Teaching in Tanzania

Julie Doll
Here is a message from HAPS Communication Committee member, Julie Doll.

A team of dentists, orthodontists, and dental hygienists led by Dr. Lisa Alvetro from Sidney, Ohio, makes yearly trips to Tanzania and runs a clinic out of an orphanage near Tarime. Julie attended one of these trips in 2014, during which she spent mornings doing construction work on a new kitchen for the orphanage and afternoons teaching science classes in the attached school.

When I first arrived in Tanzania, in February 2013, I had no idea what to expect. I was taking part in a mission trip to the Angel House Orphanage and Secondary School and would be teaching science classes in the school. I wondered, “How old are the students? What is their background in science? Can they understand English? Where am I even teaching these classes?” I was also nervous that I wouldn’t have anything to use in my demonstrations. Any anxiety I had was immediately relieved when I walked into the classroom and saw the desks, chalk boards, and a model skeleton in the corner. The students I worked with were amazing. They were all so intelligent, eager to learn, and very respectful of their instructors. They even stood up when I entered or left the room!

I brought textbooks, some lab supplies, a microscope, and a stethoscope with me. They had been donated from my undergraduate university and a local pharmacy. Some of the supplies were for a DNA extraction that we did on the first day. I was very happy that everything made it through customs and I was actually able to do this one. On the third day of my visit I taught blood flow through the heart and showed them how to use the stethoscope. It was easy to tell when a student had found his or her heartbeat because their faces would light up with excitement. I think having something tactile to work with was especially helpful in this setting. Although the students were able to understand my English, any language barriers that may have been present could be overcome by having some sort of lab equipment to work with. It meant that even if they could not understand me speaking to them, these students could still discover the topics themselves.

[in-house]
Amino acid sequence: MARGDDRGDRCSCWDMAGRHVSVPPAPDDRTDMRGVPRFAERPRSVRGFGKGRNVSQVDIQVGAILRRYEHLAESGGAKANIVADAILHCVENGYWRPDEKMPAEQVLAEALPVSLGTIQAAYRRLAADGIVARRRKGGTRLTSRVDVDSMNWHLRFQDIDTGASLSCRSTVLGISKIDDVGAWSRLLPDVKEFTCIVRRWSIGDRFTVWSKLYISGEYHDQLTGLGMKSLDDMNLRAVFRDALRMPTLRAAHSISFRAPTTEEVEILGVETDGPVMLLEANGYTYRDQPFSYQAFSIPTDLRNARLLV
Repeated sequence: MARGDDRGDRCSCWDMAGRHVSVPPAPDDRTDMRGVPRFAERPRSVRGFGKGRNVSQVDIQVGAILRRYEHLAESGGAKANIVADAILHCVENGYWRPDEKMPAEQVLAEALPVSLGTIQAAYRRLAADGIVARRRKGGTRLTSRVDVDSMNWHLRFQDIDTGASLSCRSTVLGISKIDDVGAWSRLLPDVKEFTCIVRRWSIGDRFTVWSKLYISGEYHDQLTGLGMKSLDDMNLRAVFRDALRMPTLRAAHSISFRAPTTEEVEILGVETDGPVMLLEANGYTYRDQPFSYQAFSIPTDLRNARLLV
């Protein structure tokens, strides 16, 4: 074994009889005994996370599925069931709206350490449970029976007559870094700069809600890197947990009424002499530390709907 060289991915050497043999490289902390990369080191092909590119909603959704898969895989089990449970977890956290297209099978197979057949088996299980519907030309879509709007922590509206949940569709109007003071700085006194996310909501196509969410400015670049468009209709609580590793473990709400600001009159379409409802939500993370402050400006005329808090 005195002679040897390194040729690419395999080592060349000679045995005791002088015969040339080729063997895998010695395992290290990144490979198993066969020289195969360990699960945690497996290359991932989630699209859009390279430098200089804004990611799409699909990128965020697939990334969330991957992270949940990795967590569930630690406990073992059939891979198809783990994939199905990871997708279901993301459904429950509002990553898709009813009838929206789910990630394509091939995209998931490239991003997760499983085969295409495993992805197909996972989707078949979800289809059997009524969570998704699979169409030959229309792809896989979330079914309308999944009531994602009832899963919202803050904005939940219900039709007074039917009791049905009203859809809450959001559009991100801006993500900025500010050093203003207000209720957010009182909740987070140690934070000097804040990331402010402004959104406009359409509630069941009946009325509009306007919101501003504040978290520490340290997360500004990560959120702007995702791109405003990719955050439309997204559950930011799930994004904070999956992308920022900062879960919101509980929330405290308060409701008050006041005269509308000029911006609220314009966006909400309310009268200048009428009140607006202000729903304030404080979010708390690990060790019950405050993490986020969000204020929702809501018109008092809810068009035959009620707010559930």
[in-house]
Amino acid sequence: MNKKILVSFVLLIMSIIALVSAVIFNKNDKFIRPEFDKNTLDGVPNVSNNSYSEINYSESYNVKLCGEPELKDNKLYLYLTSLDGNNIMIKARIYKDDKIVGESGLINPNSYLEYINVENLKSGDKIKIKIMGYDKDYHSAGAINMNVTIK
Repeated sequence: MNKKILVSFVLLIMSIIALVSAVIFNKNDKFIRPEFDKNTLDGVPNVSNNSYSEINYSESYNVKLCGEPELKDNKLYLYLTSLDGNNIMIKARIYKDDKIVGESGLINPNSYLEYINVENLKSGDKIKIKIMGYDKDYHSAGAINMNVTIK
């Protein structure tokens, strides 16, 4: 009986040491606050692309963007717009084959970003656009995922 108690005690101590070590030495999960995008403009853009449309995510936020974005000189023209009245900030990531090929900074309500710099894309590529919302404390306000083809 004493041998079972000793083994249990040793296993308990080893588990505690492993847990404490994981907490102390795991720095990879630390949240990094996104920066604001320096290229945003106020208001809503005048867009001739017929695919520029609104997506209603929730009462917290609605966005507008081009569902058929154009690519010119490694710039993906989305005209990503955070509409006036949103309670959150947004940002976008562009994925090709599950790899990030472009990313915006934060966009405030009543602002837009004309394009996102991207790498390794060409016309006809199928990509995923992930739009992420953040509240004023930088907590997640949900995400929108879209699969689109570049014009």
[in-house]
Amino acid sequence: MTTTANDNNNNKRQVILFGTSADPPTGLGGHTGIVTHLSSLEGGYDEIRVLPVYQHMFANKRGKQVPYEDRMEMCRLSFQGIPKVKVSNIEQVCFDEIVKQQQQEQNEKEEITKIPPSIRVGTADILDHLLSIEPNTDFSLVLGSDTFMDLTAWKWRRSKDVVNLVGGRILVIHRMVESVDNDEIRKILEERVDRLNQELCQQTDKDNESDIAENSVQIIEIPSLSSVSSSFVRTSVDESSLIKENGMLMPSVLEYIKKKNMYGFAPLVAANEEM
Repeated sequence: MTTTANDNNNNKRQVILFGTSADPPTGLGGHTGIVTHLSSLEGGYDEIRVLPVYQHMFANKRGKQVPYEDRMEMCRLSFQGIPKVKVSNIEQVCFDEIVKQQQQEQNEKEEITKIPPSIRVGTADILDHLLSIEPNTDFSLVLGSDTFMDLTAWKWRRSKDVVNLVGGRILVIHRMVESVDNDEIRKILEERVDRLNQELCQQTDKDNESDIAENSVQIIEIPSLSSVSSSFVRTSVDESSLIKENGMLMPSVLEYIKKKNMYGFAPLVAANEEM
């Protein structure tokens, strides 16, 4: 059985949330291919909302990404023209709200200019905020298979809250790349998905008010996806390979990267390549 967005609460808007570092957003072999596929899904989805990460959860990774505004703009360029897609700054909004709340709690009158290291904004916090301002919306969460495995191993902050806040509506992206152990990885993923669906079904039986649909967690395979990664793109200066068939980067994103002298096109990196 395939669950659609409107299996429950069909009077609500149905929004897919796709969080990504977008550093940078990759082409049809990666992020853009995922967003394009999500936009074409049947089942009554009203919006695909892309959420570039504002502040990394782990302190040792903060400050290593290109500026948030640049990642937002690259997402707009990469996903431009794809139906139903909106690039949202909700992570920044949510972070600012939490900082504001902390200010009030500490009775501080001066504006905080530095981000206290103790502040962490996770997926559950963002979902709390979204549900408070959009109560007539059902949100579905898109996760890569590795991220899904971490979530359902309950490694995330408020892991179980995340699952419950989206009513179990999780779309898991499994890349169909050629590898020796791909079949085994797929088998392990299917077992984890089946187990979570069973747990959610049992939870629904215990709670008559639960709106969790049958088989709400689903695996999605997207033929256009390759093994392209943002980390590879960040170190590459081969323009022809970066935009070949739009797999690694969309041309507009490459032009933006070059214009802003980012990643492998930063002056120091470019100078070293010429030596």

At the end of one of my lectures, the students’ teacher asked me to stand up at the front of the room. I will never forget what he said. “Do you know what she is? She is a scientist and she is a woman. I want you to see her as a role model and a challenge, because she is proof that women can make it in science and medicine.” Later, some of the girls from my class came up to me and said that they wanted to be nurses. I felt so honored that I could be an inspiration for someone. That was probably the most important thing I brought to their school.

Julie teaching in Tanzania.

Julie Doll is a graduate student studying human anatomy at The Ohio State University. She completed her undergraduate degree in biology at the University of Saint Francis in Illinois in 2013. While there she worked as a teaching assistant in gross anatomy and human dissection courses for two and a half years. Julie joined HAPS in 2015. Following the regional meeting in Cincinnati she joined the Communications Committee and currently runs the HAPS LinkedIn page.



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